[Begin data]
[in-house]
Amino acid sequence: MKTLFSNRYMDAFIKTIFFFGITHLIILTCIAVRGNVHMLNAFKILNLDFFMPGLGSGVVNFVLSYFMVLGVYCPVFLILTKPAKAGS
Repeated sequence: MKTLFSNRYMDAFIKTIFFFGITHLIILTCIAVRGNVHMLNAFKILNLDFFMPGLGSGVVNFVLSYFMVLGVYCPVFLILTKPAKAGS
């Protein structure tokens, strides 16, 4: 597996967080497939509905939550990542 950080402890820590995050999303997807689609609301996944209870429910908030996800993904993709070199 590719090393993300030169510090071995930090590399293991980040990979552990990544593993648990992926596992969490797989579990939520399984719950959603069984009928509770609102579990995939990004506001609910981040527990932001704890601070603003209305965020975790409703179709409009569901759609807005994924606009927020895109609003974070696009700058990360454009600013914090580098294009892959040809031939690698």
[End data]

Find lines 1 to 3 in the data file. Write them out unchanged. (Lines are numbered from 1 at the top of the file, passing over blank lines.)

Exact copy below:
[in-house]
Amino acid sequence: MKTLFSNRYMDAFIKTIFFFGITHLIILTCIAVRGNVHMLNAFKILNLDFFMPGLGSGVVNFVLSYFMVLGVYCPVFLILTKPAKAGS
Repeated sequence: MKTLFSNRYMDAFIKTIFFFGITHLIILTCIAVRGNVHMLNAFKILNLDFFMPGLGSGVVNFVLSYFMVLGVYCPVFLILTKPAKAGS